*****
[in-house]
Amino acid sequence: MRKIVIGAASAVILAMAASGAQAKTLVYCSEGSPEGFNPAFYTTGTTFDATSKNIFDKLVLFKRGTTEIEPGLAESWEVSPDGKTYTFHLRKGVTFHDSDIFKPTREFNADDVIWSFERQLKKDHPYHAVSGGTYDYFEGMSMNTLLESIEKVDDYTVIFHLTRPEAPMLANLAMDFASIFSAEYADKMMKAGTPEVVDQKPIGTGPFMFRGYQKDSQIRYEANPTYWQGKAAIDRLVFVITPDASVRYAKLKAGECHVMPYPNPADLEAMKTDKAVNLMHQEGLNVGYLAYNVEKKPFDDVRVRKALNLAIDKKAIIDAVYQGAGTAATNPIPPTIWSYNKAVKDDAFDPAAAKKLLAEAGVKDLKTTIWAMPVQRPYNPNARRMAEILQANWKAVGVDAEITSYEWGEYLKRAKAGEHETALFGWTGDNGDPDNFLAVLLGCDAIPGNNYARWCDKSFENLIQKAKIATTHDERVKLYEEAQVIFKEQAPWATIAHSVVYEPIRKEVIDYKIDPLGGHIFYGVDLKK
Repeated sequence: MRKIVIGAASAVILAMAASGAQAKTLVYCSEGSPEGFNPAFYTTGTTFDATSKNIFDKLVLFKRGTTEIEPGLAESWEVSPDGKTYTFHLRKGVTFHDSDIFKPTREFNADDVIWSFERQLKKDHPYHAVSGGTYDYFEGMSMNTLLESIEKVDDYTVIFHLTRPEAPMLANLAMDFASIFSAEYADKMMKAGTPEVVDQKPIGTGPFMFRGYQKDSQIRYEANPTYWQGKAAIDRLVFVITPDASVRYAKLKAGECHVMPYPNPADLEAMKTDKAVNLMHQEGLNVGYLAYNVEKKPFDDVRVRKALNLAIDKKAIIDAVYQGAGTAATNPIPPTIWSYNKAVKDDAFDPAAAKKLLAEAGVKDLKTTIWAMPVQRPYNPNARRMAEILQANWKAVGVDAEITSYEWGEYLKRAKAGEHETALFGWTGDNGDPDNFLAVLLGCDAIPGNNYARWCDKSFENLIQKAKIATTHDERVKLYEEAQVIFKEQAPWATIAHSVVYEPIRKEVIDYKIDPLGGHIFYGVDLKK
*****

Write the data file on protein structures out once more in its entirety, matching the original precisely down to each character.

[in-house]
Amino acid sequence: MRKIVIGAASAVILAMAASGAQAKTLVYCSEGSPEGFNPAFYTTGTTFDATSKNIFDKLVLFKRGTTEIEPGLAESWEVSPDGKTYTFHLRKGVTFHDSDIFKPTREFNADDVIWSFERQLKKDHPYHAVSGGTYDYFEGMSMNTLLESIEKVDDYTVIFHLTRPEAPMLANLAMDFASIFSAEYADKMMKAGTPEVVDQKPIGTGPFMFRGYQKDSQIRYEANPTYWQGKAAIDRLVFVITPDASVRYAKLKAGECHVMPYPNPADLEAMKTDKAVNLMHQEGLNVGYLAYNVEKKPFDDVRVRKALNLAIDKKAIIDAVYQGAGTAATNPIPPTIWSYNKAVKDDAFDPAAAKKLLAEAGVKDLKTTIWAMPVQRPYNPNARRMAEILQANWKAVGVDAEITSYEWGEYLKRAKAGEHETALFGWTGDNGDPDNFLAVLLGCDAIPGNNYARWCDKSFENLIQKAKIATTHDERVKLYEEAQVIFKEQAPWATIAHSVVYEPIRKEVIDYKIDPLGGHIFYGVDLKK
Repeated sequence: MRKIVIGAASAVILAMAASGAQAKTLVYCSEGSPEGFNPAFYTTGTTFDATSKNIFDKLVLFKRGTTEIEPGLAESWEVSPDGKTYTFHLRKGVTFHDSDIFKPTREFNADDVIWSFERQLKKDHPYHAVSGGTYDYFEGMSMNTLLESIEKVDDYTVIFHLTRPEAPMLANLAMDFASIFSAEYADKMMKAGTPEVVDQKPIGTGPFMFRGYQKDSQIRYEANPTYWQGKAAIDRLVFVITPDASVRYAKLKAGECHVMPYPNPADLEAMKTDKAVNLMHQEGLNVGYLAYNVEKKPFDDVRVRKALNLAIDKKAIIDAVYQGAGTAATNPIPPTIWSYNKAVKDDAFDPAAAKKLLAEAGVKDLKTTIWAMPVQRPYNPNARRMAEILQANWKAVGVDAEITSYEWGEYLKRAKAGEHETALFGWTGDNGDPDNFLAVLLGCDAIPGNNYARWCDKSFENLIQKAKIATTHDERVKLYEEAQVIFKEQAPWATIAHSVVYEPIRKEVIDYKIDPLGGHIFYGVDLKK